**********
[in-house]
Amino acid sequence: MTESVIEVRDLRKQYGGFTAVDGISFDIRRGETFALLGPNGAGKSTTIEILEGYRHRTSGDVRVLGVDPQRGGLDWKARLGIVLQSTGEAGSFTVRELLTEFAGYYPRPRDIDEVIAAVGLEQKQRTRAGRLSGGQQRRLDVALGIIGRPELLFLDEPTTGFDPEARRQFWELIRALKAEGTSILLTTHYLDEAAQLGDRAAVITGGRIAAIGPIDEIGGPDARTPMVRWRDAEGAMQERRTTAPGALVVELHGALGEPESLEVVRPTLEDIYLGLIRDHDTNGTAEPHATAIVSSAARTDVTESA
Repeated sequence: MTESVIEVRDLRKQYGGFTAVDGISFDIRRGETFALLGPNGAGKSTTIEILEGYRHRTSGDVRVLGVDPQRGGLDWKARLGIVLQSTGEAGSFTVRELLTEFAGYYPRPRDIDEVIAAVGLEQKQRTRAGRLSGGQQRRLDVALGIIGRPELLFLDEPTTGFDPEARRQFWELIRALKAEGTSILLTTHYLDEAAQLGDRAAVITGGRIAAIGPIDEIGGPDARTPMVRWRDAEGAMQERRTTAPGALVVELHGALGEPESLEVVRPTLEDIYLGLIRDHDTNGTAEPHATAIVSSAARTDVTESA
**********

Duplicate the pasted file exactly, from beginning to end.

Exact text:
[in-house]
Amino acid sequence: MTESVIEVRDLRKQYGGFTAVDGISFDIRRGETFALLGPNGAGKSTTIEILEGYRHRTSGDVRVLGVDPQRGGLDWKARLGIVLQSTGEAGSFTVRELLTEFAGYYPRPRDIDEVIAAVGLEQKQRTRAGRLSGGQQRRLDVALGIIGRPELLFLDEPTTGFDPEARRQFWELIRALKAEGTSILLTTHYLDEAAQLGDRAAVITGGRIAAIGPIDEIGGPDARTPMVRWRDAEGAMQERRTTAPGALVVELHGALGEPESLEVVRPTLEDIYLGLIRDHDTNGTAEPHATAIVSSAARTDVTESA
Repeated sequence: MTESVIEVRDLRKQYGGFTAVDGISFDIRRGETFALLGPNGAGKSTTIEILEGYRHRTSGDVRVLGVDPQRGGLDWKARLGIVLQSTGEAGSFTVRELLTEFAGYYPRPRDIDEVIAAVGLEQKQRTRAGRLSGGQQRRLDVALGIIGRPELLFLDEPTTGFDPEARRQFWELIRALKAEGTSILLTTHYLDEAAQLGDRAAVITGGRIAAIGPIDEIGGPDARTPMVRWRDAEGAMQERRTTAPGALVVELHGALGEPESLEVVRPTLEDIYLGLIRDHDTNGTAEPHATAIVSSAARTDVTESA